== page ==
In Camp at Ellis' Ford

Chapter 28 (August 2, 1863 – September 16, 1863)

On a Sunday morning while in this camp a half dozen or more of us wandered out a little from camp and found a cultivated field of a few acres surrounded with woods. We noticed a large cherry tree along the edge of the woods with several large limbs extending over the field and a nice green plot of grass beneath its shade. Here we lay down and were talking about our past experiences as soldiers; about friends at home and almost everything else boys would naturally talk about, when the writer turned on his back and looking up, saw a large black snake lying on a limb just above us with 12 or 15 inches of its head hanging over the limb and it appeared ready to jump down on us. We yelled Snake! And in less time than I could tell it we were from under that tree but we could see no snake. The top of the tree was broken off and was hollow. We drew sticks to see who should go to camp for an axe to cut down the tree. The one sent for the axe stayed too long for us so we discovered a pretty large hole near the bottom of the tree and decided that if we could find a few leaves and dry sticks we might burn out his snakeship. We did this and it proved a great success, for the old tree burned like a chimney soon began to waver and finally fell. Each had provided himself with a club and swore allegiance to stand by each other should the snake attack any of us. We supposed him to be in one of the hollow limbs but the tree having fallen no snake appeared. On examination of the stump we found the dead snake as he had no way of escape from the heat of the rotten parts of the tree which had fallen from the inside and were burning. Perhaps it was our good luck that he was burned. The snake measured over seven feet in length. The largest snake we ever saw. We also saw snake feet which were about three-fourth way back from its head and were about as thick as the end of a man’s finger and about three-fourth inch long. We had often heard of snakes having feet but unless they were burned to death they could not be seen. The burning of this snake proved the assertion beyond a doubt.

In this camp we were paid a few months wages, amounting to the enormous sum of $13 per month. This money was usually sent to Col. Henry C. Eyer of Selinsgrove, and he would attend to properly distributing it among the friends of the company, whom each one had selected to take charge of his cash. When the ten drafted men or bounty jumpers previously mention were assigned to the company, they were full of money and after our boys were paid off the gamblers of our regiment began playing cards for money; piles and piles of it lay before them as stakes and the camp, for a little while, was made a den of thieves. Fights and knockdowns seemed to be the order of the day, and the guard house was full of toughs. But Company G had no trouble in that direction, for while many played cards very few gambled and not one of the Company was placed in the guard house. The writer became so disgusted with the excessive card playing that he never even learned to know the names of the cards, and the truth of it is, since then he has never had any desire to learn to play. With few exceptions this is a true statement that those who played cards and carried a deck, whenever our skirmishers were sent out and a battle was imminent, would invariably throw the decks away. We have seen the roads strewn with cards for great distances. Each fellow seemed to think that, after all, it was not just the right thing to be found dead with a deck of cards in his pocket. And yet when the battle was over and these same fellows had escaped being hurt they would immediately gather up the cards until they had a full deck and when another battle was probable the above mentioned practice was repeated. But the boys were not all bad and I would judge, at least 95 per cent were good citizens and also good soldiers.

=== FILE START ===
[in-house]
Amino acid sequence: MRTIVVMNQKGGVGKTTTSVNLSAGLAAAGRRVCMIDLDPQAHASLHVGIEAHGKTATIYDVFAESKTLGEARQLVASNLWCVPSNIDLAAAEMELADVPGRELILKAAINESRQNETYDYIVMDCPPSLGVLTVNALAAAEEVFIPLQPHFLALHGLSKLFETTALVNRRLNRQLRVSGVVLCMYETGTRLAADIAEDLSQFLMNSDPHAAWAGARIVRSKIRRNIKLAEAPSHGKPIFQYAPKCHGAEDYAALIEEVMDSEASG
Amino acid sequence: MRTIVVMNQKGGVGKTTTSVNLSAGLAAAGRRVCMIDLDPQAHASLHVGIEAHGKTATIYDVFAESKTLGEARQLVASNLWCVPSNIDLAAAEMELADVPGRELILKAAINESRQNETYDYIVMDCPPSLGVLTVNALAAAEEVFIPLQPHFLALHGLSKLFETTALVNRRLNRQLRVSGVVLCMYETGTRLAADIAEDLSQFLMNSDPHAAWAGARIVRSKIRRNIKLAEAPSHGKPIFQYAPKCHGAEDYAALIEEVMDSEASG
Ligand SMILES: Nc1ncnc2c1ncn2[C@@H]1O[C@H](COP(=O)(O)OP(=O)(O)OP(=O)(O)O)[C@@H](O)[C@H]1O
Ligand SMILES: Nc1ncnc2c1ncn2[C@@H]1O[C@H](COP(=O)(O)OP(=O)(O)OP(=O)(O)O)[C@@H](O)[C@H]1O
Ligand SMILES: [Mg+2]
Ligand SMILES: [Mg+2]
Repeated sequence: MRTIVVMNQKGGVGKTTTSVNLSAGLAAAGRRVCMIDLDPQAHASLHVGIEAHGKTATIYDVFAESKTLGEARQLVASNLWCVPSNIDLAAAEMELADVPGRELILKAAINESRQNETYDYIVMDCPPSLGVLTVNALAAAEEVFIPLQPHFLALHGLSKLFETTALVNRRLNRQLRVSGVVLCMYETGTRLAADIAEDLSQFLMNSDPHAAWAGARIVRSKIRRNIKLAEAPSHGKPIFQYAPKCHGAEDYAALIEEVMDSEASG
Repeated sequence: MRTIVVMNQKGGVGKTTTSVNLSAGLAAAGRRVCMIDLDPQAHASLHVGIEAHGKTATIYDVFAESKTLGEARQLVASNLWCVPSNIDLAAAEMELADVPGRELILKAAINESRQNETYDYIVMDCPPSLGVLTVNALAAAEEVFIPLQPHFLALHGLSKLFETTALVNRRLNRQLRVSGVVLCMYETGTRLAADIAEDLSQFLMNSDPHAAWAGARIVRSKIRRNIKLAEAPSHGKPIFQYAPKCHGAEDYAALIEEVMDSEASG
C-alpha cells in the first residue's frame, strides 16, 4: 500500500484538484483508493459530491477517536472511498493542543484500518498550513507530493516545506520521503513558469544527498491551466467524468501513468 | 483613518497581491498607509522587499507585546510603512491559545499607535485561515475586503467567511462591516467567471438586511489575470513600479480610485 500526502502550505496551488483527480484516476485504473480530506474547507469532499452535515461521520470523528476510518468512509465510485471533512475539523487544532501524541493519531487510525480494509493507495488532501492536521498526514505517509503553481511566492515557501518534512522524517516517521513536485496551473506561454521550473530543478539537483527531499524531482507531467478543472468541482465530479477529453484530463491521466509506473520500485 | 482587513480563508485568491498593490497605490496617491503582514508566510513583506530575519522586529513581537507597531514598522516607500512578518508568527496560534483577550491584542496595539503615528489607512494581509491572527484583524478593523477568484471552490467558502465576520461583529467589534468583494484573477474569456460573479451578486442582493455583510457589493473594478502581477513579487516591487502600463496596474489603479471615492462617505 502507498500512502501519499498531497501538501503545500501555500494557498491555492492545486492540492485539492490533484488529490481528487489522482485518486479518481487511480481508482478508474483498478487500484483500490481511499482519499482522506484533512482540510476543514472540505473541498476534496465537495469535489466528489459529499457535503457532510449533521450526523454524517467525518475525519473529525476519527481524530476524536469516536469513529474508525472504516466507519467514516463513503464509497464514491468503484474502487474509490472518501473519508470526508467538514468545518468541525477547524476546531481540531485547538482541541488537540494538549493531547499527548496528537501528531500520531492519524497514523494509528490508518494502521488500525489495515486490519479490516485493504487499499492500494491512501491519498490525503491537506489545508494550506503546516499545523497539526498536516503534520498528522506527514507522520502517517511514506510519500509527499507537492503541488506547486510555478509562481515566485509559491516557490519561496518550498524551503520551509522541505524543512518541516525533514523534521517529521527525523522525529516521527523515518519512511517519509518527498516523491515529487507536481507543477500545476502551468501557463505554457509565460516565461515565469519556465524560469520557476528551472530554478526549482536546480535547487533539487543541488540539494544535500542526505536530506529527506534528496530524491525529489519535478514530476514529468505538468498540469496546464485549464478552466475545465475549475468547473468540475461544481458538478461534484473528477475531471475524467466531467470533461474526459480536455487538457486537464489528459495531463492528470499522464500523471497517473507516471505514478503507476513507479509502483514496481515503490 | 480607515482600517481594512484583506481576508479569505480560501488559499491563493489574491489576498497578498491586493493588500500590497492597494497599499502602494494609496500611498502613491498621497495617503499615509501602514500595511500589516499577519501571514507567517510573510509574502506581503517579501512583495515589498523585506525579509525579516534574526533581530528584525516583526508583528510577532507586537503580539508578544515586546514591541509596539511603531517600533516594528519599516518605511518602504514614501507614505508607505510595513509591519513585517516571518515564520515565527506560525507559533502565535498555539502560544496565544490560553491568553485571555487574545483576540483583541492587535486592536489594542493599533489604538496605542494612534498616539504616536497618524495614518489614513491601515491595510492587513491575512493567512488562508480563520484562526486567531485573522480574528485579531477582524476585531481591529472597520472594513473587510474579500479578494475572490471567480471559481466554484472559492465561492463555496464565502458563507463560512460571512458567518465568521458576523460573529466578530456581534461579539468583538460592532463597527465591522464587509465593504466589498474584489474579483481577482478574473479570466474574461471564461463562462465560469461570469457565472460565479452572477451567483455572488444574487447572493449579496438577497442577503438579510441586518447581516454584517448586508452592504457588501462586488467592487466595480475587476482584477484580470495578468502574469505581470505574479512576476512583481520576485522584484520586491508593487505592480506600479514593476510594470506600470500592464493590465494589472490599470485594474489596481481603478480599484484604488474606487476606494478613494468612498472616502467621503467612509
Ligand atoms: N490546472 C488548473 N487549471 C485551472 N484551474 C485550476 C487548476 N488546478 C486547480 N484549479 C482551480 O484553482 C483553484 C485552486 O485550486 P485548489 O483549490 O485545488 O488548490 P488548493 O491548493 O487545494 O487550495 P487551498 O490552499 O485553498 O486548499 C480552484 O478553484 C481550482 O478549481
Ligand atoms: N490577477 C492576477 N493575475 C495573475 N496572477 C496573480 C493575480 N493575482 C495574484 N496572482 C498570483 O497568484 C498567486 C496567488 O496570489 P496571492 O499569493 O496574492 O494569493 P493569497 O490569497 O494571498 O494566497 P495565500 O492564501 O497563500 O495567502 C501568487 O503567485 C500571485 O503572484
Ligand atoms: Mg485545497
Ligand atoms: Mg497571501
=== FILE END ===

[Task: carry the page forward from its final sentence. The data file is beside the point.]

Tuesday, September 15 we broke camp at Ellis’ Ford after remaining here since August 2. A very pleasant time was spent while in this camp, and we were all loath to leave it. We marched to Kelley’s Ford and encamped, traveled five miles. Just one year ago today we were sworn into the United States service. 

Yesterday, September 14, our very worthy Orderly Sergeant, B.T. Parks, was promoted to Second Lieutenant to fill the vacancy caused by the death of Lieutenant William H. Schroyer.

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